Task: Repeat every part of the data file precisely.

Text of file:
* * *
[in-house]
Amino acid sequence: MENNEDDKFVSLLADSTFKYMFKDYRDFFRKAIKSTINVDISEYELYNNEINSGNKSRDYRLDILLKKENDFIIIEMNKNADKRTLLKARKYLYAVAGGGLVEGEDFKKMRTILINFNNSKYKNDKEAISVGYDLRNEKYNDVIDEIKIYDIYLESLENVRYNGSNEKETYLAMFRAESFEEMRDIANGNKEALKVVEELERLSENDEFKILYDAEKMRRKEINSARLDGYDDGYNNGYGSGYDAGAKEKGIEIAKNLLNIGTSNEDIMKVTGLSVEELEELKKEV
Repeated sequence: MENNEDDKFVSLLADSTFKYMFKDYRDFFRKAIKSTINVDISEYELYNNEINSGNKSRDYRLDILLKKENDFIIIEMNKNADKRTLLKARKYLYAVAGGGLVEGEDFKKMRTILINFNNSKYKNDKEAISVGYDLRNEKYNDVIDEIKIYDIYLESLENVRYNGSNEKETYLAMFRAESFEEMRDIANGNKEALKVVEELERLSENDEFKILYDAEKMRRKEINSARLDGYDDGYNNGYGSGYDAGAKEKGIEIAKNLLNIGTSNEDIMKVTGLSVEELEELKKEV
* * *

[in-house]
Amino acid sequence: MENNEDDKFVSLLADSTFKYMFKDYRDFFRKAIKSTINVDISEYELYNNEINSGNKSRDYRLDILLKKENDFIIIEMNKNADKRTLLKARKYLYAVAGGGLVEGEDFKKMRTILINFNNSKYKNDKEAISVGYDLRNEKYNDVIDEIKIYDIYLESLENVRYNGSNEKETYLAMFRAESFEEMRDIANGNKEALKVVEELERLSENDEFKILYDAEKMRRKEINSARLDGYDDGYNNGYGSGYDAGAKEKGIEIAKNLLNIGTSNEDIMKVTGLSVEELEELKKEV
Repeated sequence: MENNEDDKFVSLLADSTFKYMFKDYRDFFRKAIKSTINVDISEYELYNNEINSGNKSRDYRLDILLKKENDFIIIEMNKNADKRTLLKARKYLYAVAGGGLVEGEDFKKMRTILINFNNSKYKNDKEAISVGYDLRNEKYNDVIDEIKIYDIYLESLENVRYNGSNEKETYLAMFRAESFEEMRDIANGNKEALKVVEELERLSENDEFKILYDAEKMRRKEINSARLDGYDDGYNNGYGSGYDAGAKEKGIEIAKNLLNIGTSNEDIMKVTGLSVEELEELKKEV